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Cancer

Cover image for Vol. 118 Issue 20

15 October 2012

Volume 118, Issue 20

Pages 4911–5183

  1. CancerScope

    1. Top of page
    2. CancerScope
    3. Communications
    4. Original Articles
    5. Correspondence
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    3. You have free access to this content
  2. Communications

    1. Top of page
    2. CancerScope
    3. Communications
    4. Original Articles
    5. Correspondence
    1. You have free access to this content
      A note from history: Landmarks in history of cancer, part 4 (pages 4914–4928)

      Steven I. Hajdu

      Version of Record online: 13 MAR 2012 | DOI: 10.1002/cncr.27509

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      Major events and discoveries that took place between 1860 and 1910 are reviewed.

  3. Original Articles

    1. Top of page
    2. CancerScope
    3. Communications
    4. Original Articles
    5. Correspondence
    1. Disease Site

      Breast Disease
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      Prognostic value of estrogen receptor α and progesterone receptor conversion in distant breast cancer metastases (pages 4929–4935)

      Laurien D. C. Hoefnagel, Cathy B. Moelans, S. L. Meijer, Henk-Jan van Slooten, Pieter Wesseling, Jelle Wesseling, Pieter J. Westenend, Joost Bart, Cornelis A. Seldenrijk, Iris D. Nagtegaal, Joost Oudejans, Paul van der Valk, Carla H. van Gils, Elsken van der Wall and Paul J. van Diest

      Version of Record online: 13 MAR 2012 | DOI: 10.1002/cncr.27518

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      Estrogen receptor α and progesterone receptor conversion from positive in primary breast cancer to negative in distant metastases has negative prognostic value.

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      Hormone receptor status influences the locoregional benefit of trastuzumab in patients with nonmetastatic breast cancer (pages 4936–4943)

      Michelle M. Kim, Shaheenah Dawood, Pamela Allen, Aysegul A. Sahin, Wendy A. Woodward, Benjamin D. Smith, Eric A. Strom, Kelly K. Hunt, Funda Meric-Bernstam, Ana Maria Gonzalez-Angulo and Thomas A. Buchholz

      Version of Record online: 17 APR 2012 | DOI: 10.1002/cncr.27502

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      This is the first study to examine the predictive efficacy of trastuzumab on locoregional outcomes in relation to hormone receptor (HR) and human epidermal growth factor receptor 2 (HER2) status. Patients with HR+/HER2+ disease who received trastuzumab had equally excellent locoregional control as those with HR+/HER2− tumors, whereas a similar benefit could not be demonstrated among patients with HR−/HER2+ disease.

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      Favorable prognosis in patients with T1a/T1bN0 triple-negative breast cancers treated with multimodality therapy (pages 4944–4952)

      Alice Y. Ho, Gaorav Gupta, Tari A. King, Carmen A. Perez, Sujata M. Patil, Katherine H. Rogers, Yong Hannah Wen, Edi Brogi, Monica Morrow, Clifford A. Hudis, Tiffany Traina, Beryl McCormick, Simon N. Powell and Mark E. Robson

      Version of Record online: 5 MAR 2012 | DOI: 10.1002/cncr.27480

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      Favorable 5-year locoregional and distant control rates are achievable in patients with T1bN0 triple-negative breast cancers, approximately 66% of whom receive chemotherapy. When they receive multimodality therapy, these patients are excellent candidates for breast-conserving therapy.

    4. Gastrointestinal Disease
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      Association of the interval between endoscopies with gastric cancer stage at diagnosis in a region of high prevalence (pages 4953–4960)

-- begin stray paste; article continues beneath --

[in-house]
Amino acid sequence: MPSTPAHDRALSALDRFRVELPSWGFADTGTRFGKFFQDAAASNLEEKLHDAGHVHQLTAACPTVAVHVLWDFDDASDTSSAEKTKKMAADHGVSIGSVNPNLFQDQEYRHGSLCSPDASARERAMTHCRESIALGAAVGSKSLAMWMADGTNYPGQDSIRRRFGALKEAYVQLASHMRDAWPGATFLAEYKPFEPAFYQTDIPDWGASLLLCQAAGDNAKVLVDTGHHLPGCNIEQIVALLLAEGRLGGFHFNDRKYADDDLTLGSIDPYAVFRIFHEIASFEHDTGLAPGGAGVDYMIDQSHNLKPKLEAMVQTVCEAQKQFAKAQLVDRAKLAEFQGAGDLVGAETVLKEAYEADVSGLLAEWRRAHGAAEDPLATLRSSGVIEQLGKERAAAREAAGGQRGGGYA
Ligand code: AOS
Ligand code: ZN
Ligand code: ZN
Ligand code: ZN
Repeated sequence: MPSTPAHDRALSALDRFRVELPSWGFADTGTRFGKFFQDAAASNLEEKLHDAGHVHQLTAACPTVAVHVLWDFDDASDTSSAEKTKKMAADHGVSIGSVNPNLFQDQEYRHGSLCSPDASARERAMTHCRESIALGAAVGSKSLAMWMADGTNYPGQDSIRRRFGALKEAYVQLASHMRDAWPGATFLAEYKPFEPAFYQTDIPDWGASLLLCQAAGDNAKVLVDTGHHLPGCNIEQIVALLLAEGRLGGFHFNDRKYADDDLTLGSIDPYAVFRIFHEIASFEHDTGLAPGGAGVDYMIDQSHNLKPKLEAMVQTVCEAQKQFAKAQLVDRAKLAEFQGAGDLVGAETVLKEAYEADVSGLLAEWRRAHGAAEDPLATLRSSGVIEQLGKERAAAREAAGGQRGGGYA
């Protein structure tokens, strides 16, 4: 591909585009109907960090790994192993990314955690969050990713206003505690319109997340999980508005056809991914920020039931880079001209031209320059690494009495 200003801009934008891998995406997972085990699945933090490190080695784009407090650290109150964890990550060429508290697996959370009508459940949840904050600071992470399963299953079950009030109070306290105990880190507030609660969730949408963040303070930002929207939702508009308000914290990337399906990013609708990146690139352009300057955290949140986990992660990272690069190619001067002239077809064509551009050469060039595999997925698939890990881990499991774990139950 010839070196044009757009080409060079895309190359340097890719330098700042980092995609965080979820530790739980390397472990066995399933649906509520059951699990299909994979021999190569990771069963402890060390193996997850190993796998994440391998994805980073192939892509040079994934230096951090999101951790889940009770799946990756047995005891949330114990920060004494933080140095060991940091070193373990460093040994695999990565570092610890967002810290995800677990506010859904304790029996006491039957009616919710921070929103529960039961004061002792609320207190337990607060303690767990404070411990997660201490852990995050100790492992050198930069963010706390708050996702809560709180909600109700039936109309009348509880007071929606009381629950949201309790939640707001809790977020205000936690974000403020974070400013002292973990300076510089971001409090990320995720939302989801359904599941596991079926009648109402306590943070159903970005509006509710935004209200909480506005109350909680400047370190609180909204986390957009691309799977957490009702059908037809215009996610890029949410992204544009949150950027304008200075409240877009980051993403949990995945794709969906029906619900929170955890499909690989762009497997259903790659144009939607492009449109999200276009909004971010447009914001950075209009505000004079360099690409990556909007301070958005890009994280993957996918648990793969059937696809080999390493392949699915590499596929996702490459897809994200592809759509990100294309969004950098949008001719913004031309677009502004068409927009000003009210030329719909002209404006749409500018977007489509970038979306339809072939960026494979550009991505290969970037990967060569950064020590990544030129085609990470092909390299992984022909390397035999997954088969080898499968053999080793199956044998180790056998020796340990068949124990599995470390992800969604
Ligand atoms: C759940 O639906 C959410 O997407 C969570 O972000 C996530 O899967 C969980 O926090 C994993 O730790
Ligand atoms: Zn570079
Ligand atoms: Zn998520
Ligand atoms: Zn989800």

Ji Hyung Nam, Il Ju Choi, Soo-Jeong Cho, Chan Gyoo Kim, Jae Kwan Jun, Kui Son Choi, Byung-Ho Nam, Jun Ho Lee, Keun Won Ryu and Young-Woo Kim

      Version of Record online: 16 JUL 2012 | DOI: 10.1002/cncr.27495

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      Compared to those for individuals who have never been screened in a region of high prevalence of gastric cancer, the odds ratio of having a higher stage of cancer decreased gradually from 0.53 in the group of individuals with >5-year intervals to 0.31 in the group with 1-year intervals. Endoscopy intervals of 3 years or less showed similar benefits, but family members of patients with gastric cancer may benefit from intervals of <3 years.

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      Can the new American Joint Committee on Cancer staging system predict survival in rectal cancer patients treated with curative surgery following preoperative chemoradiotherapy? (pages 4961–4968)

      Sang Hui Moon, Dae Yong Kim, Ji Won Park, Jae Hwan Oh, Hee Jin Chang, Sun Young Kim, Tae Hyun Kim, Hee Chul Park, Doo Ho Choi, Ho-Kyung Chun, Jong Hoon Kim, Jin-hong Park and Chang Sik Yu

      Version of Record online: 13 MAR 2012 | DOI: 10.1002/cncr.27507

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      ypStage in rectal cancer, defined according to the 7th edition of the American Joint Committee on Cancer staging system, predicts survival for most ypNT classifications. However, patients with ypStage I rectal cancer have a similar prognosis to those with ypStage 0 cancer, and risk grouping reflects more precise survival outcomes than ypStage.

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      Helicobacter pylori induces promoter methylation of E-cadherin via interleukin-1β activation of nitric oxide production in gastric cancer cells (pages 4969–4980)

      Fung-Yu Huang, Annie On-On Chan, Asif Rashid, Danny Ka-Ho Wong, Chi-Hin Cho and Man-Fung Yuen

      Version of Record online: 13 MAR 2012 | DOI: 10.1002/cncr.27519

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      Helicobacter pylori induces E-cadherin methylation via interleukin-1β activation of nitric oxide (NO) production. This study reveals that NO may play a crucial role in epigenetic modification that links inflammation to carcinogenesis.

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      Pure and mixed fibrolamellar hepatocellular carcinomas differ in natural history and prognosis after complete surgical resection (pages 4981–4990)